Sequential Importance Sampling Algorithms for Estimating the All-Terminal Reliability Polynomial of Sparse Graphs

Authors David G. Harris, Francis Sullivan

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David G. Harris
Francis Sullivan

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David G. Harris and Francis Sullivan. Sequential Importance Sampling Algorithms for Estimating the All-Terminal Reliability Polynomial of Sparse Graphs. In Approximation, Randomization, and Combinatorial Optimization. Algorithms and Techniques (APPROX/RANDOM 2015). Leibniz International Proceedings in Informatics (LIPIcs), Volume 40, pp. 323-340, Schloss Dagstuhl – Leibniz-Zentrum für Informatik (2015)


The all-terminal reliability polynomial of a graph counts its connected subgraphs of various sizes. Algorithms based on sequential importance sampling (SIS) have been proposed to estimate a graph's reliability polynomial. We show upper bounds on the relative error of three sequential importance sampling algorithms. We use these to create a hybrid algorithm, which selects the best SIS algorithm for a particular graph G and particular coefficient of the polynomial. This hybrid algorithm is particularly effective when G has low degree. For graphs of average degree < 11, it is the fastest known algorithm; for graphs of average degree <= 45 it is the fastest known polynomial-space algorithm. For example, when a graph has average degree 3, this algorithm estimates to error epsilon in time O(1.26^n * epsilon^{-2}). Although the algorithm may take exponential time, in practice it can have good performance even on medium-scale graphs. We provide experimental results that show quite practical performance on graphs with hundreds of vertices and thousands of edges. By contrast, alternative algorithms are either not rigorous or are completely impractical for such large graphs.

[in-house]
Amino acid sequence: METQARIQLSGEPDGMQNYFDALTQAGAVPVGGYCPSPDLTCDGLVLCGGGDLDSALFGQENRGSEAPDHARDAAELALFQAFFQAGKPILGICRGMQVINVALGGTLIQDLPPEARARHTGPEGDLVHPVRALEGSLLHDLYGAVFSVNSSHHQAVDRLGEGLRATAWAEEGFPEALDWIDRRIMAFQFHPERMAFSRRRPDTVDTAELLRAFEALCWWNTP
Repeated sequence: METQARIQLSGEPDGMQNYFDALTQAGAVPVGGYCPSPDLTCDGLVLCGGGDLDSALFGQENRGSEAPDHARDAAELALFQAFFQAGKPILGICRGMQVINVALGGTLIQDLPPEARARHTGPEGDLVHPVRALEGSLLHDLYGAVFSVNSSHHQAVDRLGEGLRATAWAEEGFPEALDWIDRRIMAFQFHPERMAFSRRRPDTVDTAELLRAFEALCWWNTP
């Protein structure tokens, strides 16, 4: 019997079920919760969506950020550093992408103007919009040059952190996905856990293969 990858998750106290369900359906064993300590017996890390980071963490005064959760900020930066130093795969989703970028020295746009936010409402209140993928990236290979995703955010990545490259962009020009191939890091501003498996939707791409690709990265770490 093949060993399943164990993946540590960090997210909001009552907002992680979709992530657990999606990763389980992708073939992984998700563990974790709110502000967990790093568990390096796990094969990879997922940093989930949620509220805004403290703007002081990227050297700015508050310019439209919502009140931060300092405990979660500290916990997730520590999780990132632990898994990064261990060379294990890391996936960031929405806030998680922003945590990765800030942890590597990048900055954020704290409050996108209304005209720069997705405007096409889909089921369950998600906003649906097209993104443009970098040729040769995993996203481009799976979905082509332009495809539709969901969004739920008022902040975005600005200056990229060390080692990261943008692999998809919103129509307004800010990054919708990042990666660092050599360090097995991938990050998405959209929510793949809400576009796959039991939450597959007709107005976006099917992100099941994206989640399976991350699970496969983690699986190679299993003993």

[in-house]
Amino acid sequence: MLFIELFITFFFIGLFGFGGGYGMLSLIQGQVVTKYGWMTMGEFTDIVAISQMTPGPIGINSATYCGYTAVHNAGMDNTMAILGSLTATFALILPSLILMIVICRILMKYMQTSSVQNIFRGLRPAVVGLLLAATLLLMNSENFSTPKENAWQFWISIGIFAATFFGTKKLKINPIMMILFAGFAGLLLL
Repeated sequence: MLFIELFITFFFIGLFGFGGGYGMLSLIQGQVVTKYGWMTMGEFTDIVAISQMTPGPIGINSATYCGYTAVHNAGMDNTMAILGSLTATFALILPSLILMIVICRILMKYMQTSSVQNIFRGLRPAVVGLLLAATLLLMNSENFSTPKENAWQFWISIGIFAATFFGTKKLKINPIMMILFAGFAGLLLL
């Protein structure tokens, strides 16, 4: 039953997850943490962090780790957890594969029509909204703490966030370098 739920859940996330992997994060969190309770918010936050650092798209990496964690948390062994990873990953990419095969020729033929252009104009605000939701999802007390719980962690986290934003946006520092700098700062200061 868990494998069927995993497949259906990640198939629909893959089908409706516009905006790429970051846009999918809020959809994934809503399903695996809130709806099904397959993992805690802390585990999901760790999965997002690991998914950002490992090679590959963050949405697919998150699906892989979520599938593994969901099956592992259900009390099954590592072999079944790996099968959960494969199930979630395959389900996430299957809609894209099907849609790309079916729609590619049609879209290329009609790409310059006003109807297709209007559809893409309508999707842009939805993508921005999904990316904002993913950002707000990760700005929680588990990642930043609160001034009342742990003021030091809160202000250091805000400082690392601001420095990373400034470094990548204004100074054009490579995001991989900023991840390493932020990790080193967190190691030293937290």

• All-terminal reliability
  • sequential importance sampling


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